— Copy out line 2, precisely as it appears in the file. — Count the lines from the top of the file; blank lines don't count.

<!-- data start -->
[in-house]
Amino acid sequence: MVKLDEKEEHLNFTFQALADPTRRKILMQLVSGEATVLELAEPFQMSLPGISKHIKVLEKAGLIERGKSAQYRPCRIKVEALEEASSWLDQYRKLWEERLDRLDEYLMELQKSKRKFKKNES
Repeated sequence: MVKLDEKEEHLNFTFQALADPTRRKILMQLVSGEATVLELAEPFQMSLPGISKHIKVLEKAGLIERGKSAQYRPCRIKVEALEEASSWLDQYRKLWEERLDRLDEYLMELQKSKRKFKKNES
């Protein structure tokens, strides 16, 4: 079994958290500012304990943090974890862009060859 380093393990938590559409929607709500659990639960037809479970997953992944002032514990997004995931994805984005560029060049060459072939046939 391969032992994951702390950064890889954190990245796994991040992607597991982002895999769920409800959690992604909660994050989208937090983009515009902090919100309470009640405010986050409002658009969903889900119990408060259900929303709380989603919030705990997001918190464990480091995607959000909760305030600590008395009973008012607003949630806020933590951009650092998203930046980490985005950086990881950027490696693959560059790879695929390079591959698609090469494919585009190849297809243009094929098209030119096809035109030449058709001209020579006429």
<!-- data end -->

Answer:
Amino acid sequence: MVKLDEKEEHLNFTFQALADPTRRKILMQLVSGEATVLELAEPFQMSLPGISKHIKVLEKAGLIERGKSAQYRPCRIKVEALEEASSWLDQYRKLWEERLDRLDEYLMELQKSKRKFKKNES